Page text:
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Sant' Ilario eBook

This eBook from the Gutenberg Project consists of approximately 497 pages of information about Sant' Ilario.

Giovanni wondered why a special messenger was to be employed to carry any request he made directly to the cardinal.  The direction could not have been given idly, nor was it without some especial reason that he was at once told of it.  Assuredly his Eminence was not expecting the prince to repent of his bargain and to send word that he wished to be released.  The idea was absurd.  The great man might suppose, however, that Giovanni would desire to send some communication to his wife, who would naturally be anxious about his absence.  Against this contingency, however, Sant’ Ilario had provided by means of the note he had despatched to her.  Several days would elapse before she began to expect him, so that he had plenty of time to reflect upon his future course.  Meanwhile he resolved to ask for nothing.  Indeed, he had no requirements.  He had money in his pockets and could send the attendant to buy any linen he needed without getting it from his home.

He was in a state of mind in which nothing could have pleased him better than solitary imprisonment.  He felt at once a sense of rest and a freedom from all responsibility that soothed his nerves and calmed his thoughts.  For many days he had lived in a condition bordering on madness.  Every interview with Corona was a disappointment, and brought with it a new suffering.  Much as he would have dreaded the idea of being separated from her for any length of time, the temporary impossibility of seeing her was now a relief, of which he realised the importance more and more as the hours succeeded each other.  There are times when nothing but a forcible break in the current of our lives can restore the mind to its normal balance.  Such a break, painful as it may be at first, brings with it the long lost power of rest.  Instead of feeling the despair we expect, we are amazed at our own indifference, which again is succeeded by a renewed capacity for judging facts as they are, and by a new energy to mould our lives upon a better plan.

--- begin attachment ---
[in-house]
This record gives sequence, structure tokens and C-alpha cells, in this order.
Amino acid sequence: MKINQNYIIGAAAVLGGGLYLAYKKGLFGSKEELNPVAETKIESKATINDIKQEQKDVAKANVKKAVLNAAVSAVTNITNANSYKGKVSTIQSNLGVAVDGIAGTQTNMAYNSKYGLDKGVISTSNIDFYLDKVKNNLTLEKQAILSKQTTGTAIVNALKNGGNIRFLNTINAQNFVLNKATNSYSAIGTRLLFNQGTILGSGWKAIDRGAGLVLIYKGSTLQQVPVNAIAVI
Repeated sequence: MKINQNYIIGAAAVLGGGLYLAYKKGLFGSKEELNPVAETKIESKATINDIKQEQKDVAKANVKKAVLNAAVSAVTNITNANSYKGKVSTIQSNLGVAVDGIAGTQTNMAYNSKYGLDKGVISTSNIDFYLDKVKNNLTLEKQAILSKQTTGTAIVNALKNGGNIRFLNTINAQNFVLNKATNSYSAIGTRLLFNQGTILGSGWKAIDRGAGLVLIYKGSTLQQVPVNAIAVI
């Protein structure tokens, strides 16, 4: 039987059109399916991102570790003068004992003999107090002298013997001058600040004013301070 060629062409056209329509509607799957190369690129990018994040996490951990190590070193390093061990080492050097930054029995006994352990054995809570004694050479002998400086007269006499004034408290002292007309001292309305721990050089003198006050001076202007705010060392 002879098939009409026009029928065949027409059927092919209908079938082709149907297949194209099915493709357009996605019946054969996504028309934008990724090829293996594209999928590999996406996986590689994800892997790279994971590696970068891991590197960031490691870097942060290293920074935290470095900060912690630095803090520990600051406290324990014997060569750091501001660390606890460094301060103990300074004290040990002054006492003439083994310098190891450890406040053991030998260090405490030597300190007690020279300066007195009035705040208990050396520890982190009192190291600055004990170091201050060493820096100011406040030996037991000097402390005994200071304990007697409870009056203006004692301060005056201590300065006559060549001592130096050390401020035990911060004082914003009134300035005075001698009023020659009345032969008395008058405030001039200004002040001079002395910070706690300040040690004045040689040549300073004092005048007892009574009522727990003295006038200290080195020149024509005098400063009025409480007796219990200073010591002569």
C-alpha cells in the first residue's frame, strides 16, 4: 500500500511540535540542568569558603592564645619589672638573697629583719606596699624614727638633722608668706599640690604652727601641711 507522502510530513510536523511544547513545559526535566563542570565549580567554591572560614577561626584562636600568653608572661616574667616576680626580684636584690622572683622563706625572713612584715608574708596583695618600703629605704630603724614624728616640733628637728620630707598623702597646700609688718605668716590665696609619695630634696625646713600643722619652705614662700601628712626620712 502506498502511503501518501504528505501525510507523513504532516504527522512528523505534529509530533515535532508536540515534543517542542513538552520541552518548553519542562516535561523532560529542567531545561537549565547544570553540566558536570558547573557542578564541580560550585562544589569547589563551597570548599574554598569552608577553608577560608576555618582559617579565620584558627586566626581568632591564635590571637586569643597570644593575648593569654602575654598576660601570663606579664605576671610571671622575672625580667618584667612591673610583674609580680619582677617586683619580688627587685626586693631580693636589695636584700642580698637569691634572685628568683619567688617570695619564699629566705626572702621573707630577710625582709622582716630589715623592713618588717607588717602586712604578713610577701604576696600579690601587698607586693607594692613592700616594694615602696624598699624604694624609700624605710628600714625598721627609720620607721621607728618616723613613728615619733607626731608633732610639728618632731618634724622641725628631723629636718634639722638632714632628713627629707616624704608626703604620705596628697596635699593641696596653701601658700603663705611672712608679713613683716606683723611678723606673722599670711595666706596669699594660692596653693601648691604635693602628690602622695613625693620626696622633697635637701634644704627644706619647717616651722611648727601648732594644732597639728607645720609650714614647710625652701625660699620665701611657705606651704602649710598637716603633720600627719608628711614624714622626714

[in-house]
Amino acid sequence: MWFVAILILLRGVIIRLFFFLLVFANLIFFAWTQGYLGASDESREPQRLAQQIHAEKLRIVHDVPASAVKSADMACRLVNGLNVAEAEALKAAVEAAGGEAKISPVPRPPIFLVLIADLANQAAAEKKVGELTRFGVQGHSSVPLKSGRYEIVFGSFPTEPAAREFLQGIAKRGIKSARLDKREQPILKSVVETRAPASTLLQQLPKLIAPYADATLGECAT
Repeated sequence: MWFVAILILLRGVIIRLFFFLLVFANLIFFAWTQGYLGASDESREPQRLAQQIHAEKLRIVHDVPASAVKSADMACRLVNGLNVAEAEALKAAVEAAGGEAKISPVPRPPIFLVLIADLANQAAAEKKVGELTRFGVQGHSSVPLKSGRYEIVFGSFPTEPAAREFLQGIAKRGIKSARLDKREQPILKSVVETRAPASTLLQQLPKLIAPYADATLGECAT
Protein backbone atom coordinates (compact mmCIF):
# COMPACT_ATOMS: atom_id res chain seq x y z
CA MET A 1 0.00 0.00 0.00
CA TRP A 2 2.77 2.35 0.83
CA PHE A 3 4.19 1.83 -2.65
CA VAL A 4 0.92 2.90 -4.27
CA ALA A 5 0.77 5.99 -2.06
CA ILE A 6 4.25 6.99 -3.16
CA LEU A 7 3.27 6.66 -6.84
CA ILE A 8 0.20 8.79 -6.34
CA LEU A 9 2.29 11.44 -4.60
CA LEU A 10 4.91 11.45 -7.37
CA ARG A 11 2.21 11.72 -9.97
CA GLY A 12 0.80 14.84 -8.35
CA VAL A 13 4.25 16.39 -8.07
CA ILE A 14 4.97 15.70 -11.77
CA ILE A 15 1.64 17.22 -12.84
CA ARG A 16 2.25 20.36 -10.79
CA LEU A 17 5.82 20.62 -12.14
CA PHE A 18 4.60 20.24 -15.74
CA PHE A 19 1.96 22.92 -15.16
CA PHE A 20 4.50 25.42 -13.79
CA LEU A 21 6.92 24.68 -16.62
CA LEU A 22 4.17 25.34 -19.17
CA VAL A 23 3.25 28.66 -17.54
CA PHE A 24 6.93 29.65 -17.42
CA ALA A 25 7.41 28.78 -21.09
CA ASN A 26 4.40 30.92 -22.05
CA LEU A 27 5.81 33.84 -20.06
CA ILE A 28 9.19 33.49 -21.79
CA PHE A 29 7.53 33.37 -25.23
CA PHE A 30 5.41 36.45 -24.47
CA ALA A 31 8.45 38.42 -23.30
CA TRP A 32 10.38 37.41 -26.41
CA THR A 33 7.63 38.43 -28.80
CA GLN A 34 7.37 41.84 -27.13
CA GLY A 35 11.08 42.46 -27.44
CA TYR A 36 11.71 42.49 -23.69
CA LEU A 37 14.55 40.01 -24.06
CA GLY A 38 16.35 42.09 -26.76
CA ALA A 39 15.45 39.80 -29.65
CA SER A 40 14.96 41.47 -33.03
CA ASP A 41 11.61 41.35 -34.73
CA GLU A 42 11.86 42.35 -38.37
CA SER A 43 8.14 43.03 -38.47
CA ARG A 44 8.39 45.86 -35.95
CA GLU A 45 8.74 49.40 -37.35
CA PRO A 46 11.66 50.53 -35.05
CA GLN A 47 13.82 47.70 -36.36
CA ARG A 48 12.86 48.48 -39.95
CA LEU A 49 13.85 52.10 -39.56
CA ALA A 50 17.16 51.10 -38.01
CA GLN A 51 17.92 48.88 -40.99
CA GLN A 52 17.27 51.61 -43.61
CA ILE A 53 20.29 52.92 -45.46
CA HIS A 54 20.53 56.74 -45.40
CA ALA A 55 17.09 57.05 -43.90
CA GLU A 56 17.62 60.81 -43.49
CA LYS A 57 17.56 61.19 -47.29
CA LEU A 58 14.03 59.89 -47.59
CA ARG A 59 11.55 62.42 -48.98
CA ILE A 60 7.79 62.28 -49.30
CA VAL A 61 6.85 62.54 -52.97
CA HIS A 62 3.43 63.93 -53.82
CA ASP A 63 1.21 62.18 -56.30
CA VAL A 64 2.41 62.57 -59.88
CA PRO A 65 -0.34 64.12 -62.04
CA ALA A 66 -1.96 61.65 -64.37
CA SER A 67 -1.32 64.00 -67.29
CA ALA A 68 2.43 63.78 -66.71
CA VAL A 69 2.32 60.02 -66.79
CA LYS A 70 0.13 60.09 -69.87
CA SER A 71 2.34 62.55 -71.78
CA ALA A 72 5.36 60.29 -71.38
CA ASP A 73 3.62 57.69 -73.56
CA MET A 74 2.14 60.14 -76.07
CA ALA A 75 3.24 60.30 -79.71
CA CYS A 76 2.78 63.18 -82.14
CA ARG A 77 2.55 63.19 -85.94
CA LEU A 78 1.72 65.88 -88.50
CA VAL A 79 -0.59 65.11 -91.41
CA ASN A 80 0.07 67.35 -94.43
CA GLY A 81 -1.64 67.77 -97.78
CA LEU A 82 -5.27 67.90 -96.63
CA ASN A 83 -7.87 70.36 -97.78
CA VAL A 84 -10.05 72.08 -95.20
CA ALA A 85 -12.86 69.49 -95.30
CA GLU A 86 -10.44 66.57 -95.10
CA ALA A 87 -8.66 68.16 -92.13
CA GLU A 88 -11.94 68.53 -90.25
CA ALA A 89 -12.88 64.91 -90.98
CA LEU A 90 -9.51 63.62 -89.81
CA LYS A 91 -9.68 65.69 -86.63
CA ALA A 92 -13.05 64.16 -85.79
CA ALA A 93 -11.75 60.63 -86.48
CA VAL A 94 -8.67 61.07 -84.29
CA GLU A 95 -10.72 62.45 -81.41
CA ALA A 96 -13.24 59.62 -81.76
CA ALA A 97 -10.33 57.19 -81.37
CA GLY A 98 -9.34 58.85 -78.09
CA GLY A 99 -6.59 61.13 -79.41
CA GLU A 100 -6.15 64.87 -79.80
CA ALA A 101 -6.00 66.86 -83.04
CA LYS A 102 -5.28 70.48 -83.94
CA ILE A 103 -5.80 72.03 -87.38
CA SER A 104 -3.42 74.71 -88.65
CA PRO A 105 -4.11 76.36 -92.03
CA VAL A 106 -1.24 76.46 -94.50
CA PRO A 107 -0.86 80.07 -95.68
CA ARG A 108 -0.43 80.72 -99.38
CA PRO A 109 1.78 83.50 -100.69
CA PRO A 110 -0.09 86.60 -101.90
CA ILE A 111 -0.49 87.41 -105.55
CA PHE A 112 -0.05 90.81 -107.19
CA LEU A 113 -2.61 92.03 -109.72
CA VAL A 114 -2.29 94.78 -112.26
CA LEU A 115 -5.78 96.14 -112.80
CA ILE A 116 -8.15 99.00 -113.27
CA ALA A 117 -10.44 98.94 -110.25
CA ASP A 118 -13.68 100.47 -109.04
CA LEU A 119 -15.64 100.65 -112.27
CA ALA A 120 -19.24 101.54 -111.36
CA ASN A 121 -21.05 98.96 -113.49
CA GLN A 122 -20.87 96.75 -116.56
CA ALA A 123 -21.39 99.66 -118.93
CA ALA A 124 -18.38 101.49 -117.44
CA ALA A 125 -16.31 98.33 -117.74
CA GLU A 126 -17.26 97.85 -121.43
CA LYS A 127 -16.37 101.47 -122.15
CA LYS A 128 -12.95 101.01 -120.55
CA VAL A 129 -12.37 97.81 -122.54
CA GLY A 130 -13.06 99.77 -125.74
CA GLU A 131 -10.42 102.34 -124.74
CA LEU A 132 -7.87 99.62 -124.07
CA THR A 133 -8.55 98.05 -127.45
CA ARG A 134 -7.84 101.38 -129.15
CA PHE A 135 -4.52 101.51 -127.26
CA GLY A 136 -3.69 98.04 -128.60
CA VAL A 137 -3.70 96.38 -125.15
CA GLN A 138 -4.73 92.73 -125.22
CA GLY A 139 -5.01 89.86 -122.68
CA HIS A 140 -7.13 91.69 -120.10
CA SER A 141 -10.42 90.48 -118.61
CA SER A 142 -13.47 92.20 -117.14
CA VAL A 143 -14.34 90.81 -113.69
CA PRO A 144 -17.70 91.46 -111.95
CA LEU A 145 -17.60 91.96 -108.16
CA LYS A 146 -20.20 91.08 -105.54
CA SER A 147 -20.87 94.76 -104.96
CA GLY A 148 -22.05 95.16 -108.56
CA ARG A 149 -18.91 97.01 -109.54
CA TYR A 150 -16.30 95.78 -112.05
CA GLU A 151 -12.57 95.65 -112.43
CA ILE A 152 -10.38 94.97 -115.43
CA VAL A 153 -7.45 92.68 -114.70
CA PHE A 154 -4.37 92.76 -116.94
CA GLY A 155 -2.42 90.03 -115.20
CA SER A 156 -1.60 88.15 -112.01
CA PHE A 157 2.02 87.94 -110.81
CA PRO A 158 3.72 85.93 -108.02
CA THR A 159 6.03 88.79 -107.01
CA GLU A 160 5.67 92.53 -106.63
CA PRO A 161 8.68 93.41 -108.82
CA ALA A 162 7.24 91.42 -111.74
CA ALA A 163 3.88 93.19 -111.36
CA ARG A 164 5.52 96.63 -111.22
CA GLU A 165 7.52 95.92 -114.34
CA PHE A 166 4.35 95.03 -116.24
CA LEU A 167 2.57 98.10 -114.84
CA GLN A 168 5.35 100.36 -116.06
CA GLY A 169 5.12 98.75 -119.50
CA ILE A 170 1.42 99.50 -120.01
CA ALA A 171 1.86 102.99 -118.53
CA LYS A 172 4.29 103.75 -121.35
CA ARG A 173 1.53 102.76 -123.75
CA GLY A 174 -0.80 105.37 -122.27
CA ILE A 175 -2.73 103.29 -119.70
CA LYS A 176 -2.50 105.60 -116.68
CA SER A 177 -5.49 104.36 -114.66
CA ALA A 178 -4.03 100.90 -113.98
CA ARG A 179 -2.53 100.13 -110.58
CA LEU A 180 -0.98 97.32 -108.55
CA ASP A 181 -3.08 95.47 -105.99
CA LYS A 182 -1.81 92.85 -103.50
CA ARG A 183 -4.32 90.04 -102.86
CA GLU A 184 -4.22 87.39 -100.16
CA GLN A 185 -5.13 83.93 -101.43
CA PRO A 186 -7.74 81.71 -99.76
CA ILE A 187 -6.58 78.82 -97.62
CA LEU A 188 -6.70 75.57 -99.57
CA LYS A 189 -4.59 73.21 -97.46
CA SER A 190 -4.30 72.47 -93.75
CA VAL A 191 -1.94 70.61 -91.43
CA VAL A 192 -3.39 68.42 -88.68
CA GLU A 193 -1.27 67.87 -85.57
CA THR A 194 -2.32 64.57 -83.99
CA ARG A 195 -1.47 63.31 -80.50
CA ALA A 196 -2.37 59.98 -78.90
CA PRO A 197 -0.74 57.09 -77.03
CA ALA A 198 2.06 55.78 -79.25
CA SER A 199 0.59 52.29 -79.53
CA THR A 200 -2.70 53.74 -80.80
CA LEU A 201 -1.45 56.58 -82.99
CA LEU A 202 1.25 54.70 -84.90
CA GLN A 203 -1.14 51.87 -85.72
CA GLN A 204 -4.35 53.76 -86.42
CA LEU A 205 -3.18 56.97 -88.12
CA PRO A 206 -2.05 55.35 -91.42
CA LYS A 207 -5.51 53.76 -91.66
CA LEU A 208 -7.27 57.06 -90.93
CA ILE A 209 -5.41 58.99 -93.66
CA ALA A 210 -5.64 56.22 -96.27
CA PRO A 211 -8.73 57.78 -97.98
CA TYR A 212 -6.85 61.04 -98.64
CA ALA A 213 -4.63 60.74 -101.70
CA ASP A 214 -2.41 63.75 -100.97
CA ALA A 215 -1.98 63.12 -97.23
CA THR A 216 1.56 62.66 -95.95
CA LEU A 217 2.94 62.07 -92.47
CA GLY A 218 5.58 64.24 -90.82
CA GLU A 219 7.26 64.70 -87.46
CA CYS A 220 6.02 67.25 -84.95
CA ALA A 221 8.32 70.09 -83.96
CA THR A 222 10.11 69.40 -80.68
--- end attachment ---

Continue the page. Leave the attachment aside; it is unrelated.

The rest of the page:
Giovanni neither reflected upon his position nor brooded over the probable result of his actions.  On the contrary, he went to bed and slept soundly, like a strong man tired out with bodily exertion.  He slept so long that his attendant at last woke him, entering and opening the window.  The morning was fine, and the sun streamed in through the iron grating.  Giovanni looked about him, and realised where he was.  He felt calm and strong, and was inclined to laugh at the idea that his rashness would have any dangerous consequences.  Corona doubtless was already awake too, and supposed that he was in the country shooting wild boar, or otherwise amusing himself.  Instead of that he was in prison.  There was no denying the fact, after all, but it was strange that he should not care to be at liberty.  He had heard of the moral sufferings of men who are kept in confinement.  No matter how well they are treated they grow nervous and careworn and haggard, wearing themselves out in a perpetual longing for freedom.  Giovanni, on the contrary, as he looked round the bright, airy room, felt that he might inhabit it for a year without once caring to go out into the world.  A few books to read, the means of writing if he pleased—­he needed nothing else.  To be alone was happiness enough.

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